As of Thursday, Netanyahu entered into isolation for the second time this week, this time for six days, because of Litzman’s illness. Isolation has also been imposed on a number of the top people in the health system and the defense system. This is a hitch that could have been avoided, had meeting physically at a single site been replaced by consultations at a distance.
Participants in the discussions continue to report two contradictory tendencies: centralization and chaos. The decisions are finalized between the prime minister, the director general of the Health Ministry and the head of the National Security Council, while most of the cabinet ministers have no real influence on them. All around, the organizational pandemonium is huge. There is not yet anything reminiscent of orderly, planned work in dealing with a crisis. The daily agenda for the government is very far from the way, for example, the Israel Defense Forces conducts a war.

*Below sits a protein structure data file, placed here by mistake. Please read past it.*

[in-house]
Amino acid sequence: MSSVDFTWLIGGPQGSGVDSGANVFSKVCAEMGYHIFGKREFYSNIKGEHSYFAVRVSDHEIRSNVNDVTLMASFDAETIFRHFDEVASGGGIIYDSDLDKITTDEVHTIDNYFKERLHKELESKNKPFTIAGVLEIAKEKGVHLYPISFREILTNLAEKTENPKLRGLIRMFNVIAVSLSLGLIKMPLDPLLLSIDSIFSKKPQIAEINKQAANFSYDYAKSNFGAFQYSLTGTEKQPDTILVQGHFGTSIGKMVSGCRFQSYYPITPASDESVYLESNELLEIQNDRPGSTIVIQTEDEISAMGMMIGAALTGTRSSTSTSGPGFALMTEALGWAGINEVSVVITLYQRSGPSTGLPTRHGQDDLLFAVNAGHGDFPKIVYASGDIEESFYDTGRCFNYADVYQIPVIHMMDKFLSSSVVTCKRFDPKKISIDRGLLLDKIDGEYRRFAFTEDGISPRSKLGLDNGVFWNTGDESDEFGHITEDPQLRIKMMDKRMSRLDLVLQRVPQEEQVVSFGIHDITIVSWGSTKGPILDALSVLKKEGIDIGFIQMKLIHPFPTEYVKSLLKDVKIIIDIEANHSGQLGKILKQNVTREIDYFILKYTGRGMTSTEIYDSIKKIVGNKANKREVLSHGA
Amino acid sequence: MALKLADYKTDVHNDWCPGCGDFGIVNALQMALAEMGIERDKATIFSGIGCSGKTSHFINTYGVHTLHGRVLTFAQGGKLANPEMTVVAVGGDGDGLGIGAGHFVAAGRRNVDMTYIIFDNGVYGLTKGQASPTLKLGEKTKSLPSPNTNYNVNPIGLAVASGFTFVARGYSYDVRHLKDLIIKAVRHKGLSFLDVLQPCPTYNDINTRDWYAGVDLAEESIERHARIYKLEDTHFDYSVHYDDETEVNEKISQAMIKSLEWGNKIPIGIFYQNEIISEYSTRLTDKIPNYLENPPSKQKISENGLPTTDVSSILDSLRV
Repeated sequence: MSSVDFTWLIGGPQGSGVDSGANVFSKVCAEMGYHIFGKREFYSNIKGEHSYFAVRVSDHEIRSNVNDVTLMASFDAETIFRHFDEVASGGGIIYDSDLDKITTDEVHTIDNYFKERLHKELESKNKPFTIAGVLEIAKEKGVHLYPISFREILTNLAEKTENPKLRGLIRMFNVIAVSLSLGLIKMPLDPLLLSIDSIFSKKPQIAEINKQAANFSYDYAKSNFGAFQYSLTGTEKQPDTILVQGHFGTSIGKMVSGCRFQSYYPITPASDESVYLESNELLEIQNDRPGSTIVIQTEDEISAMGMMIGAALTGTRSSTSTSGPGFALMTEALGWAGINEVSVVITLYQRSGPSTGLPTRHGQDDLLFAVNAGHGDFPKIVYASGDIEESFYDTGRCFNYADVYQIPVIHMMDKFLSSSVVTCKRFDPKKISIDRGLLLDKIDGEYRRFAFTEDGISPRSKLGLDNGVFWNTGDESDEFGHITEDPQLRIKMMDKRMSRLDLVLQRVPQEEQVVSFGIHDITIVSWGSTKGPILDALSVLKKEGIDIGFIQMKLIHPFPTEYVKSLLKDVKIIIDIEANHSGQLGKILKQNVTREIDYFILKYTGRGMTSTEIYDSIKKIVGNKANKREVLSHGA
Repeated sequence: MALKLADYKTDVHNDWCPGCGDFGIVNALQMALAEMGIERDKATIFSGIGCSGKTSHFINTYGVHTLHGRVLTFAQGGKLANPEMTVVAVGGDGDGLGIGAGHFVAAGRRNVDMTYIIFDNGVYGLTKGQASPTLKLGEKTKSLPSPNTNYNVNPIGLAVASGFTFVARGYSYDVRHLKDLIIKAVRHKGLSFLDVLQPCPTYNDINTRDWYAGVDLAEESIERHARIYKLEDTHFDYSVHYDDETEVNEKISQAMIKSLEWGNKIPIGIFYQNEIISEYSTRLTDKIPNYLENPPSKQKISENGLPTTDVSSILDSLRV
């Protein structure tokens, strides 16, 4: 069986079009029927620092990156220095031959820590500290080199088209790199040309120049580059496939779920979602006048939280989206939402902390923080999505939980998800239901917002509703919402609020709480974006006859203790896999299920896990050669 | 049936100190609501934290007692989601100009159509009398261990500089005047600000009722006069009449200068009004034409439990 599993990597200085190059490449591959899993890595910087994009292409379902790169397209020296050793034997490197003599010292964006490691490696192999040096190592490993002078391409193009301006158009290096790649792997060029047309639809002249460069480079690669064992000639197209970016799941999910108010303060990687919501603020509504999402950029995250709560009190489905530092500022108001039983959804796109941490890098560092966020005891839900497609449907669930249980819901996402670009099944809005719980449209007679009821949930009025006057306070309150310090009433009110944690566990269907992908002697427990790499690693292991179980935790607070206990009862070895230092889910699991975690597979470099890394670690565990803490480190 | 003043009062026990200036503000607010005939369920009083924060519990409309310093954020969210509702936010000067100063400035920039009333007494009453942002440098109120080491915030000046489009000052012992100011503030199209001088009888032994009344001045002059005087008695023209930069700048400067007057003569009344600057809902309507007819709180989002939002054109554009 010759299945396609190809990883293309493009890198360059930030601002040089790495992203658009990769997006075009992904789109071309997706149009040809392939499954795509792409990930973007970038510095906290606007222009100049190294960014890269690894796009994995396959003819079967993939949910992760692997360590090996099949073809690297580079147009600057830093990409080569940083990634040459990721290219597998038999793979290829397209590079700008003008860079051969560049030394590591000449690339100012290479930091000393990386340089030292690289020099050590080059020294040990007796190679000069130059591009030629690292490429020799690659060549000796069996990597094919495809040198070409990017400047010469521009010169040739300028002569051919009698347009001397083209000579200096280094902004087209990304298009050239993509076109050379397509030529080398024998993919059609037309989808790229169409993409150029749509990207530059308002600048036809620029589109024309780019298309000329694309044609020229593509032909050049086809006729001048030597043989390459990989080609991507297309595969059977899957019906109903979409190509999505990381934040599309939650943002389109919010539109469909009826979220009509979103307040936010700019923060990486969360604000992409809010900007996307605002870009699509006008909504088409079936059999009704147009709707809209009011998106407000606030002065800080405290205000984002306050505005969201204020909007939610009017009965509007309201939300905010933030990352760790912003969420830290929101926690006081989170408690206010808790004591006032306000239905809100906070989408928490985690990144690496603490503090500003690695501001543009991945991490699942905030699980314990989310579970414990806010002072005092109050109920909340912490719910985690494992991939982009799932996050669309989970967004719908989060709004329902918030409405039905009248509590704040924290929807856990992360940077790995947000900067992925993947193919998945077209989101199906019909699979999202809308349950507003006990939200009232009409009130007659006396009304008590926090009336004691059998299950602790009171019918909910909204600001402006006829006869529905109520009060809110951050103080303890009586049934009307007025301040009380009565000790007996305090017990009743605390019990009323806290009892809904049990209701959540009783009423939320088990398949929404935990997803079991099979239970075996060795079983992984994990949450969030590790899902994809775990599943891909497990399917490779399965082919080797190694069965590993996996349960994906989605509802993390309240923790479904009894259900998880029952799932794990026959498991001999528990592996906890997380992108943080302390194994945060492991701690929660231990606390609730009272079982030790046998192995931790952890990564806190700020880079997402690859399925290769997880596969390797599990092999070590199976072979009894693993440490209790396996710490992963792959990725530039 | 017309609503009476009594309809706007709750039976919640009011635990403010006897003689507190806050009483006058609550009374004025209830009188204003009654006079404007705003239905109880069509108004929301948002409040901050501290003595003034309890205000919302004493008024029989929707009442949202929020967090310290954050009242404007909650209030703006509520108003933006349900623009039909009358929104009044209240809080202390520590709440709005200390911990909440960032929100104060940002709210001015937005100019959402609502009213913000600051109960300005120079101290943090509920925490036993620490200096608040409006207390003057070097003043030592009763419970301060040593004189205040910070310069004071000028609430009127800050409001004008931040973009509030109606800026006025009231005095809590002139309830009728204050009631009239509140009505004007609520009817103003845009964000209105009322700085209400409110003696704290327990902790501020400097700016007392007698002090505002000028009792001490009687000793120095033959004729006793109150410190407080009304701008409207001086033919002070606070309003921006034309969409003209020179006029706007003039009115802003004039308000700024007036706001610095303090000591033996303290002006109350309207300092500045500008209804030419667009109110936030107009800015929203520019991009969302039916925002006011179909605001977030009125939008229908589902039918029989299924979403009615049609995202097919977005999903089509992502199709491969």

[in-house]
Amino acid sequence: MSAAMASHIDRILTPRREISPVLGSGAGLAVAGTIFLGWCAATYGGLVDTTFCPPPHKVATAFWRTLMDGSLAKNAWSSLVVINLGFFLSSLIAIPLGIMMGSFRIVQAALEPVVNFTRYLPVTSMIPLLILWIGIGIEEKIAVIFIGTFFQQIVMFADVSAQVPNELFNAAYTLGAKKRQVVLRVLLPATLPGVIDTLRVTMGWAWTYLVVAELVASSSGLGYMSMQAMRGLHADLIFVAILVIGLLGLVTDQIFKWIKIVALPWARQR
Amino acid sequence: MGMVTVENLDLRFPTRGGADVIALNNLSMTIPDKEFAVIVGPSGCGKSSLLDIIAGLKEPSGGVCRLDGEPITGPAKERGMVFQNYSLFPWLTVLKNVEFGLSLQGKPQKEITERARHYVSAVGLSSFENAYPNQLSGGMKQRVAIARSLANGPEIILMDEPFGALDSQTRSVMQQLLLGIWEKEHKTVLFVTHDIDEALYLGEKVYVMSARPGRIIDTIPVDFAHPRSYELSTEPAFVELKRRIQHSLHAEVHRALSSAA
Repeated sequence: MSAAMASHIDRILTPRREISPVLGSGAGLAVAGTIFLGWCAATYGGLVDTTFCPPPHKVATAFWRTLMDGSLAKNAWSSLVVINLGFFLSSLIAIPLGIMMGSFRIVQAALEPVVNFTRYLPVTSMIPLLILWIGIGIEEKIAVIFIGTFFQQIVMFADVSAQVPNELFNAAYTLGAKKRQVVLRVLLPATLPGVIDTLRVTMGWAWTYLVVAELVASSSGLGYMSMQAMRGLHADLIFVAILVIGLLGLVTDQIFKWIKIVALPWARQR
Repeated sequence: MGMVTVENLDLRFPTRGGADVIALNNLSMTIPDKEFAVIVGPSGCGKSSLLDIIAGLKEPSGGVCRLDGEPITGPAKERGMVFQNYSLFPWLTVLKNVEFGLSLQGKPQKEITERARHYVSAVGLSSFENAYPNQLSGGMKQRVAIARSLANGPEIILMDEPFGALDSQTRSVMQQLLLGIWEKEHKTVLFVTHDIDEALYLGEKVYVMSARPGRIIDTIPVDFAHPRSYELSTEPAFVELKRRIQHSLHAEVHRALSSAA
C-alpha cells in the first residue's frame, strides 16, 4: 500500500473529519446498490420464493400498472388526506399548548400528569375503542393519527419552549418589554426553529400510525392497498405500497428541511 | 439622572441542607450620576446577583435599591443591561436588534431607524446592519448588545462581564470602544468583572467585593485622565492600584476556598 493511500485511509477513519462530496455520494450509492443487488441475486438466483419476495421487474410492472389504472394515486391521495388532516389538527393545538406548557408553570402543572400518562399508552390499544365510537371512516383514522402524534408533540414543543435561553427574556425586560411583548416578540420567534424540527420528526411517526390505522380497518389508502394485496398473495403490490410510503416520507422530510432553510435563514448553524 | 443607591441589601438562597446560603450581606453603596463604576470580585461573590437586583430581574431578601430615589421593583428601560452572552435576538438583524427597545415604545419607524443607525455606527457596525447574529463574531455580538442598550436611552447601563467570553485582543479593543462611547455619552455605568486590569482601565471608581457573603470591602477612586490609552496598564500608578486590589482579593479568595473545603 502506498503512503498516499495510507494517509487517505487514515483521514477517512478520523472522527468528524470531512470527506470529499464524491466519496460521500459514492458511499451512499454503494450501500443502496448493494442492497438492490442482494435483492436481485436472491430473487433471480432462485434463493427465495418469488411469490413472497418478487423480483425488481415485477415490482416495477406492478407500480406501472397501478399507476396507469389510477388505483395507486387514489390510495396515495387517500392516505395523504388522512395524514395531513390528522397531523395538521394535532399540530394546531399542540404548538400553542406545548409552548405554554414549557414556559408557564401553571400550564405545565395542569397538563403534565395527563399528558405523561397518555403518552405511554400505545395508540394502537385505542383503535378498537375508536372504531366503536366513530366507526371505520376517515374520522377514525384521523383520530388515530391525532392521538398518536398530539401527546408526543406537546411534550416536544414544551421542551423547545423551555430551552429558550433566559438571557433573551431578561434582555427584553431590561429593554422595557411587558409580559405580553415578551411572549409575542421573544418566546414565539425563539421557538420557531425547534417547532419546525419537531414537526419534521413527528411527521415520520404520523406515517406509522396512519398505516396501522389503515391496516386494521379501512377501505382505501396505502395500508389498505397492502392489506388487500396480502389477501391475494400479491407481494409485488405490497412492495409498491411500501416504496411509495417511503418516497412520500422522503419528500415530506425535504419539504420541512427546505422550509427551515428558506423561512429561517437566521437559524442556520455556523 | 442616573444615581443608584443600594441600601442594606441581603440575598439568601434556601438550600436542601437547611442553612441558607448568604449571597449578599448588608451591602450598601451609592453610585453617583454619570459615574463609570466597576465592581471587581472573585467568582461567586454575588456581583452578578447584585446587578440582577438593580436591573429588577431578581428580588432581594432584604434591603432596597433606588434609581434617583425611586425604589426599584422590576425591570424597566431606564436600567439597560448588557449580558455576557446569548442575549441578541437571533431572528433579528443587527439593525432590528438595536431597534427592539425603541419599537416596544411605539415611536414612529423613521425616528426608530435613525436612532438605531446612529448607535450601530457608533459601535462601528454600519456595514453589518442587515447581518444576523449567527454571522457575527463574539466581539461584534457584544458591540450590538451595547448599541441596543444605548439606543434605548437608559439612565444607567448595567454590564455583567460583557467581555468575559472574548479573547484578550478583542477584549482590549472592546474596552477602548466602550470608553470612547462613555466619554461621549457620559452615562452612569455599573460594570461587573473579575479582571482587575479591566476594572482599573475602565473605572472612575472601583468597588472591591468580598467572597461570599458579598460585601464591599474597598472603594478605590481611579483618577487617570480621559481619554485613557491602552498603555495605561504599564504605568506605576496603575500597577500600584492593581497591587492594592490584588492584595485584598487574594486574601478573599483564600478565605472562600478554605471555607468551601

The focus on the number of the dead, about which Orion commented, raises the suspicion that with the aim of maintaining the relative achievement, the economy will be damaged even further. In the background is the figure of Netanyahu himself. A considerable part of the public does has no trust in his considerations and motives. On Wednesday evening, prior to another dramatic nighttime appearance and the declaration of new restrictions on movement, came the incredible report about the negotiations with Kahol Lavan: The sides are discussing the establishment of an official residence for the deputy prime minister in addition to the prime minister’s residence on Balfour Street in Jerusalem. In a country where the number of unemployed has crossed the 1 million mark, this is a demonstration of sheer obtuseness.